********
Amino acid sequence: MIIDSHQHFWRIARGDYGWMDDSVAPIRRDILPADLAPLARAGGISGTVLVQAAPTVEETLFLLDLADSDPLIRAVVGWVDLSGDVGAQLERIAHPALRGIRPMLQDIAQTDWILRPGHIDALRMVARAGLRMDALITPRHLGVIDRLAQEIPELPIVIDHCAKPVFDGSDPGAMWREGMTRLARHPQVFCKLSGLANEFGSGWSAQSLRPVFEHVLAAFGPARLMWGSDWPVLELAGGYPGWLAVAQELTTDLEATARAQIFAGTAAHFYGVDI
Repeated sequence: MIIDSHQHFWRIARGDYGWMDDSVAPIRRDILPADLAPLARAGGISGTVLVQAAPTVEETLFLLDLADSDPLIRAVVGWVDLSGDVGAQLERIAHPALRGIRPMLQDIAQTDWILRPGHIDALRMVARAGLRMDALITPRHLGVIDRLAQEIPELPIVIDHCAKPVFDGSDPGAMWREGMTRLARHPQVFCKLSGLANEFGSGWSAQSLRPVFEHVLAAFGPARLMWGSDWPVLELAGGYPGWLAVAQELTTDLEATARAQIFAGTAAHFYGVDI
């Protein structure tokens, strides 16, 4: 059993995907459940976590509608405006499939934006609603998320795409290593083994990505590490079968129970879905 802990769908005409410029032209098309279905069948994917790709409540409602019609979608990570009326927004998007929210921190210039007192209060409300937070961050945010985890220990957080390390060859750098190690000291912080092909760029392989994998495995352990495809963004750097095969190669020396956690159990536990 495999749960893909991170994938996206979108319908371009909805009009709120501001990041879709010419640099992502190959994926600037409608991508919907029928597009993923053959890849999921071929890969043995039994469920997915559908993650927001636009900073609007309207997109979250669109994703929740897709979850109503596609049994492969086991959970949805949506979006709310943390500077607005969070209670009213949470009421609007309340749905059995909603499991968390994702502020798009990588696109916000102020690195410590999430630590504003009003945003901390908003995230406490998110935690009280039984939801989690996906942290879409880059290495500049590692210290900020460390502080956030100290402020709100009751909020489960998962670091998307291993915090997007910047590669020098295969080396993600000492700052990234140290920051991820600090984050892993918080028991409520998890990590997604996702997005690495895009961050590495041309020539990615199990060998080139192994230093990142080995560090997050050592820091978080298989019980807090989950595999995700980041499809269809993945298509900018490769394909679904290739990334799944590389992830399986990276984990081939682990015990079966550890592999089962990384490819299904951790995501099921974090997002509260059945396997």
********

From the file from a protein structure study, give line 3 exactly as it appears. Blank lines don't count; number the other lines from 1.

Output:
């Protein structure tokens, strides 16, 4: 059993995907459940976590509608405006499939934006609603998320795409290593083994990505590490079968129970879905 802990769908005409410029032209098309279905069948994917790709409540409602019609979608990570009326927004998007929210921190210039007192209060409300937070961050945010985890220990957080390390060859750098190690000291912080092909760029392989994998495995352990495809963004750097095969190669020396956690159990536990 495999749960893909991170994938996206979108319908371009909805009009709120501001990041879709010419640099992502190959994926600037409608991508919907029928597009993923053959890849999921071929890969043995039994469920997915559908993650927001636009900073609007309207997109979250669109994703929740897709979850109503596609049994492969086991959970949805949506979006709310943390500077607005969070209670009213949470009421609007309340749905059995909603499991968390994702502020798009990588696109916000102020690195410590999430630590504003009003945003901390908003995230406490998110935690009280039984939801989690996906942290879409880059290495500049590692210290900020460390502080956030100290402020709100009751909020489960998962670091998307291993915090997007910047590669020098295969080396993600000492700052990234140290920051991820600090984050892993918080028991409520998890990590997604996702997005690495895009961050590495041309020539990615199990060998080139192994230093990142080995560090997050050592820091978080298989019980807090989950595999995700980041499809269809993945298509900018490769394909679904290739990334799944590389992830399986990276984990081939682990015990079966550890592999089962990384490819299904951790995501099921974090997002509260059945396997």